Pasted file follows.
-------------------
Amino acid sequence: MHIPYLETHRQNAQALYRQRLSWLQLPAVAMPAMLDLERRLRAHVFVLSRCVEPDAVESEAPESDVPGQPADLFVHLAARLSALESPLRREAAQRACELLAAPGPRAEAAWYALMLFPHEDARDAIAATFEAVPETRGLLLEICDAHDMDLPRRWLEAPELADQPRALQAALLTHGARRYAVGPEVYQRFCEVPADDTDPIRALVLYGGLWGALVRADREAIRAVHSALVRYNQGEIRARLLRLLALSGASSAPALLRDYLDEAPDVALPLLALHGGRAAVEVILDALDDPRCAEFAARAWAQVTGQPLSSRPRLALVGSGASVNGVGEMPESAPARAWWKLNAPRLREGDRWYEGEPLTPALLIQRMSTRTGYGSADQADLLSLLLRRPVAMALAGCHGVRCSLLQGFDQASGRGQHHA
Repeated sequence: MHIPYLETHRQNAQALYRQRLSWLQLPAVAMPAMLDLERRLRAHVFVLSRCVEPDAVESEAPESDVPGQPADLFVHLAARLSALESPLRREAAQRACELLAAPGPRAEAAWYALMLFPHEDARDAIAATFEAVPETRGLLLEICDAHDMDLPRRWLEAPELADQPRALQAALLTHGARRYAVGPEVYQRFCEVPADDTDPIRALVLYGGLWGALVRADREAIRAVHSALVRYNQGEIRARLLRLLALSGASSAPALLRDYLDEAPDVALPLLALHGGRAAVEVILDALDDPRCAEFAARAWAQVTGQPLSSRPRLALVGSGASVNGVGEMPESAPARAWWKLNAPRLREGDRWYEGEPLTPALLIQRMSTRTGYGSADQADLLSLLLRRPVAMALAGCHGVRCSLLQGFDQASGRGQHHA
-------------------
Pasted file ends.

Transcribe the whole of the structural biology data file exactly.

Amino acid sequence: MHIPYLETHRQNAQALYRQRLSWLQLPAVAMPAMLDLERRLRAHVFVLSRCVEPDAVESEAPESDVPGQPADLFVHLAARLSALESPLRREAAQRACELLAAPGPRAEAAWYALMLFPHEDARDAIAATFEAVPETRGLLLEICDAHDMDLPRRWLEAPELADQPRALQAALLTHGARRYAVGPEVYQRFCEVPADDTDPIRALVLYGGLWGALVRADREAIRAVHSALVRYNQGEIRARLLRLLALSGASSAPALLRDYLDEAPDVALPLLALHGGRAAVEVILDALDDPRCAEFAARAWAQVTGQPLSSRPRLALVGSGASVNGVGEMPESAPARAWWKLNAPRLREGDRWYEGEPLTPALLIQRMSTRTGYGSADQADLLSLLLRRPVAMALAGCHGVRCSLLQGFDQASGRGQHHA
Repeated sequence: MHIPYLETHRQNAQALYRQRLSWLQLPAVAMPAMLDLERRLRAHVFVLSRCVEPDAVESEAPESDVPGQPADLFVHLAARLSALESPLRREAAQRACELLAAPGPRAEAAWYALMLFPHEDARDAIAATFEAVPETRGLLLEICDAHDMDLPRRWLEAPELADQPRALQAALLTHGARRYAVGPEVYQRFCEVPADDTDPIRALVLYGGLWGALVRADREAIRAVHSALVRYNQGEIRARLLRLLALSGASSAPALLRDYLDEAPDVALPLLALHGGRAAVEVILDALDDPRCAEFAARAWAQVTGQPLSSRPRLALVGSGASVNGVGEMPESAPARAWWKLNAPRLREGDRWYEGEPLTPALLIQRMSTRTGYGSADQADLLSLLLRRPVAMALAGCHGVRCSLLQGFDQASGRGQHHA